Trump signs PACT Act, making animal torture a federal crime
"For decades, a national anti-cruelty law was a dream for animal protectionists. Today, it is a reality."
- All 50 states and local governments have animal cruelty laws, but before this week it was only a federal crime to torture animals in conjunction with so-called "animal crushing" videos.
- Now, the act of animal torture itself is a federal crime punishable by up to seven years in prison.
- The bill passed unanimously in the House and the Senate.
President Trump signed a bipartisan bill on Monday that makes acts of animal cruelty a federal crime punishable by fines and prison time.
The Preventing Animal Cruelty and Torture Act (the PACT Act) expands a 2010 bill signed by former President Barack Obama that made the creation and distribution of so-called "animal crushing" videos a federal crime, including content that showed animals being crushed, burned, drowned, suffocated, impaled or tortured. However, the Animal Crush Video Prohibition Act of 2010 only criminalized animal cruelty on the federal level if it was connected to an animal crushing video.
Now, that type of extreme animal cruelty is a federal crime, whether or not for a video.
"This common sense legislation restricts the creation and distribution of videos or images of animal torture," Trump said Monday at the bill signing. "It is important that we combat these heinous and sadistic acts of cruelty, which are totally unacceptable in a civilized society."
The PACT Act earned bipartisan support and passed unanimously in both the House and the Senate.
"Special thank you to all the animal lovers everywhere who know this is simply the right thing to do," said Florida Representative Ted Deutch, a Democrat who introduced the bill this year in the House alongside Representative Vern Buchanan, a Republican. "This is a major step to end animal abuse."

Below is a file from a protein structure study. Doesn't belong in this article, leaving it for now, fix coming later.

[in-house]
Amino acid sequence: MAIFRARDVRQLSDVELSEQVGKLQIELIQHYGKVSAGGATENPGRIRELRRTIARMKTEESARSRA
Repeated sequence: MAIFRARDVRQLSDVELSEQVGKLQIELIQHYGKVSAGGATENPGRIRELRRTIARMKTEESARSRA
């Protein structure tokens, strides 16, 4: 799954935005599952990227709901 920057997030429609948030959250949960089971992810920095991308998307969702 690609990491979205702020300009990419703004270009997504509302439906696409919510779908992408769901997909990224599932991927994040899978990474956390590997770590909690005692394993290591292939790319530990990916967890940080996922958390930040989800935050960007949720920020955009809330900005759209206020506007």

All 50 states enforce some version of animal welfare laws. But it's sometimes difficult to prosecute animal abuse cases that involve the crossing of state lines. The PACT Act should help to close that gap. It could also help law enforcement better identify people who might also be violent to humans, according to the National Sheriff's Association, which supported the bill.
"Our research has shown if somebody is harming an animal, there is a good chance they also are hurting or will hurt a human. If we can see patterns of animal abuse, the odds are that something else is going on," said John Thompson, Deputy Executive Director of the National Sheriffs' Association.
U.S. Representatives Ted Deutch (D-FL) and Vern Buchanan (R-FL)
SOPA Images / GETTY
Animal crushing videos can include dogfights, but they typically involve crushing or otherwise destroying small animals as part of an extreme sexual fetish.
"Probably the worst thing I've seen is animals burned alive," Mike Butcher, chief inspector of the Royal Society for the Prevention of Cruelty to Animals' Special Operations Unit, told VICE. "Or animals microwaved to death. Sometimes they're boiled alive. There was one with a child burning a kitten with a blowtorch, laughing and looking at the camera. I think it was filmed somewhere in East Asia."
Under the PACT Act, people who torture animals can spend up to seven years in prison, if charged by federal prosecutors.
"The approval of this measure by the Congress and the president marks a new era in the codification of kindness to animals within federal law," said Kitty Block, president and chief executive of the Humane Society of the United States. "For decades, a national anti-cruelty law was a dream for animal protectionists. Today, it is a reality."
"Body, breath, awareness…that's your life. Every problem you ever have, every joy you ever have, depends on that." In this week's episode of Think Again, host Jason Gots talks with acclaimed poet and zen teacher Norman Fischer about the imagination as a tool for living a good life.